Friday, 27 August 2010

Friday Flash - Resurrection Men

This story has been taken down as it's gone out for submission!

Monday, 23 August 2010

Track Your Writing Progress

Last week, I posted an entry about making your own motivation to write. I feel like I possibly left things hanging, as I missed out two of the Internet-based tools for helping you to write, for both keeping you motivated and keeping track of your progress. How remiss of me! So here I am, on my vacation, but still blogging to pass on what I know in the hope it may be of some use.
Have you signed in to this service yet? It's very easy - I personally sign in using the Google ID I already have, although you can also sign in using Facebook, Yahoo or OpenID, as well as creating an account. The idea behind the site came from the famous notion of "morning pages" in The Artist's Way. I've never read the book, but I do know that author Julia Cameron recommends writing three pages, ideally longhand, in the morning. The idea is to purge the mind of random nonsense, to get it ready for creating. I've seen this described elsewhere as being akin to clearing the rubbish out of an attic before you can redecorate.

Well three pages equates to roughly 750 words, hence this site! You can use it for whatever you want - writing your novel in progress, keeping a journal, doing a brain dump...whatever! It saves your work as you go but beware, it won't save it beyond your current session, so if you're writing a novel, you'll need to copy and paste into Word (or similar). Personally, I use it as a brain dump of whatever is bothering me, so instead of keeping a journal or ranting at my loved ones, I let off steam and write about the things on my mind, thus clearing my brain and getting me ready for creative endeavours!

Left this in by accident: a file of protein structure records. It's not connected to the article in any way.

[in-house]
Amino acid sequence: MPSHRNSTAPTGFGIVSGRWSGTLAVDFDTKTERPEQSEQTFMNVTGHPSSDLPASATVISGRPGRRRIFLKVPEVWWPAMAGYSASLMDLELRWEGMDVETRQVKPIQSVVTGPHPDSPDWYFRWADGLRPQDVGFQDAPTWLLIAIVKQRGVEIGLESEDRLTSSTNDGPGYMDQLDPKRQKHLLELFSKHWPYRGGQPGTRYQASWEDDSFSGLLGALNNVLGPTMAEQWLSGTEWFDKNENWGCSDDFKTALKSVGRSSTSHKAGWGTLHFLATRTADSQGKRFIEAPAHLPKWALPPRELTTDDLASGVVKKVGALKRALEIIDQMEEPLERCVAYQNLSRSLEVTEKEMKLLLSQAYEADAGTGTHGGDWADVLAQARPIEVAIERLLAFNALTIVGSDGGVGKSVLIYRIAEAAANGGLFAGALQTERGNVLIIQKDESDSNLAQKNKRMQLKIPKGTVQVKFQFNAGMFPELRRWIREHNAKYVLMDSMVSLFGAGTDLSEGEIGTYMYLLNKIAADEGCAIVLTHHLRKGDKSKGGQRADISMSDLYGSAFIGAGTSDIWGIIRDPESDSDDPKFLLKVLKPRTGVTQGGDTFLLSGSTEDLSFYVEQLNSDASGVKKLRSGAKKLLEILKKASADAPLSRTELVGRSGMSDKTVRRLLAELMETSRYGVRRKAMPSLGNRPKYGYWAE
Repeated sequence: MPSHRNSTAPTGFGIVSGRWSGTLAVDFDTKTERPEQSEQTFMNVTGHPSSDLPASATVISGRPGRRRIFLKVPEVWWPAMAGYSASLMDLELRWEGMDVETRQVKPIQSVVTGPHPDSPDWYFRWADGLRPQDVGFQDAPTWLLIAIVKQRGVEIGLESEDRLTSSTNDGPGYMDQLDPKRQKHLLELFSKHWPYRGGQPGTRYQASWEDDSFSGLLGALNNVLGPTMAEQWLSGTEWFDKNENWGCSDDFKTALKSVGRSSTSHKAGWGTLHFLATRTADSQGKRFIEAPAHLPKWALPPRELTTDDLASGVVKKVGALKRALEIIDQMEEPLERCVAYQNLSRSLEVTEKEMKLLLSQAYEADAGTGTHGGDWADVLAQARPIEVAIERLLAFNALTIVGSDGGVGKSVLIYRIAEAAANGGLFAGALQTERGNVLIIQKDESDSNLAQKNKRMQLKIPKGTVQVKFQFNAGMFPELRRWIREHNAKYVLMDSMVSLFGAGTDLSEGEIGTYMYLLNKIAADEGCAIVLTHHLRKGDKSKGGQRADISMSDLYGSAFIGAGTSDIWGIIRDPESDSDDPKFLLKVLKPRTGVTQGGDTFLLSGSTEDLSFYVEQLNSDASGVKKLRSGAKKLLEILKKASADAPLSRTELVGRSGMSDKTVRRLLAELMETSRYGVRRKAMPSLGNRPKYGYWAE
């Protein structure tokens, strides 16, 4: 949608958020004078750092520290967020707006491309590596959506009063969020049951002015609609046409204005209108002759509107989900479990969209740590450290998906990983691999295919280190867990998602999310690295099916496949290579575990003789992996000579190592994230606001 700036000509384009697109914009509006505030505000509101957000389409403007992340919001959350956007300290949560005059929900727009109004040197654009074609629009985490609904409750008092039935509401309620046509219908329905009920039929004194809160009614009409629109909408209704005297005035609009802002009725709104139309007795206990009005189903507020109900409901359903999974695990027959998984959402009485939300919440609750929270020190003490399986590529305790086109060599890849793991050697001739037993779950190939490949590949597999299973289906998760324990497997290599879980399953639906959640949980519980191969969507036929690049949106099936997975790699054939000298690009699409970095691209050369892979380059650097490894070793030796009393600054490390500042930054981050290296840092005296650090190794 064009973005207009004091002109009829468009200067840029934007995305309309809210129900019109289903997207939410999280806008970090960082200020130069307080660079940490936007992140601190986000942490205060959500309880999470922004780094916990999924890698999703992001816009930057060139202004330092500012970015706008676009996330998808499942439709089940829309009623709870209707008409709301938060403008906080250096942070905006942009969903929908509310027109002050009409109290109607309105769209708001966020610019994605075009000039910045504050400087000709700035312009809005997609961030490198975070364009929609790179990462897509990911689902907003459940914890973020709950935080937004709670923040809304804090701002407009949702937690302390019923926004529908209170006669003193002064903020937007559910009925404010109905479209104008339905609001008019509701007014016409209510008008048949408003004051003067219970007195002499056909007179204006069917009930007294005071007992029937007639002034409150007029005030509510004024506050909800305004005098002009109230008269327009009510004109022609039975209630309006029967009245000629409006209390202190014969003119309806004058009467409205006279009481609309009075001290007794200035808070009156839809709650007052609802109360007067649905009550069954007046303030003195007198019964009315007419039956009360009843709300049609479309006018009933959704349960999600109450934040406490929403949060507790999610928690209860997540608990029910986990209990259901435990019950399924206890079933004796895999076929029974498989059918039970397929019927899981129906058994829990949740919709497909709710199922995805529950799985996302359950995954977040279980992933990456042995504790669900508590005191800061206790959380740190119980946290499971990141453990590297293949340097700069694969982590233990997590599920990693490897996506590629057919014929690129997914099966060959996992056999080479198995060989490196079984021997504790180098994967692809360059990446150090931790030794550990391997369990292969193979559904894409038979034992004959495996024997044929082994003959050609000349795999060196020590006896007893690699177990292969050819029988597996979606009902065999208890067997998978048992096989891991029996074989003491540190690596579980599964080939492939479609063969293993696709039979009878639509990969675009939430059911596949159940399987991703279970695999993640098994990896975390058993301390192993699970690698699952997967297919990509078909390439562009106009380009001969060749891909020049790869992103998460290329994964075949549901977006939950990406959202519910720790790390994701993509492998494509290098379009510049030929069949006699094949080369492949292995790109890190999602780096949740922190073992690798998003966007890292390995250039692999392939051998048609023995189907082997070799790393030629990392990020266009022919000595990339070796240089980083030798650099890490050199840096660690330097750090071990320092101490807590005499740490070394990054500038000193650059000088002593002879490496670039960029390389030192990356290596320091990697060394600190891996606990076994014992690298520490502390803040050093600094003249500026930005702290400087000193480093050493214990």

Now, I've managed to write on five days in August, and in that time, I've written 3,987 words. When you've written your 750 words (or more), you get to check out your stats for that day. Some of my most frequently used words for today's words were "because, done, first, know, people and write". Most of it was written about the present, and the primary sense used is sight! Beyond these somewhat random stats, you get a little scorecard, which is a neat little way to keep your motivation up. After all, you've written for four days straight - you don't want to break your streak, do you?

Write or Die
This is my other favourite tool. People need deadlines - it's so easy to find an excuse not to write if you think it isn't required or expected. As the About page says, "Many people find themselves unable to write consistently. I believe that this is because their reason to write is intangible. For instance, I want to write and finish a book because I want to be published and make a living as a writer. That goal is a long way away so I often find it difficult to sit down to the task of writing. Conversely, I'm in a creative writing class for which I manage to consistently write and finish projects (albeit at the last minute). I therefore draw the conclusion: A tangible consequence is more effective than an intangible reward."

If you want to use the application, just select either your word goal or time goal (handy if you only have ten minutes to spare), along with the consequences for not writing (four different modes that range from a pop up box reminder to the application actually 'un-writing' your writing) and the grace period (three options depending on how quickly you want the consequences to kick in) and away you go.

The idea is not to edit, so when you're finished writing, you have to copy and paste your text into an editor. The concept is based on doing your writing in a burst, and then editing later, at a more leisurely pace. Write or Die just wants you to get the words down - after all, you can't edit what you haven't written.

Which will you choose?
So there you go. Two tools to help you keep track of how much you write, or to make sure you keep writing! Go on, give them a go, or why don't you let me know how you've managed with either of them?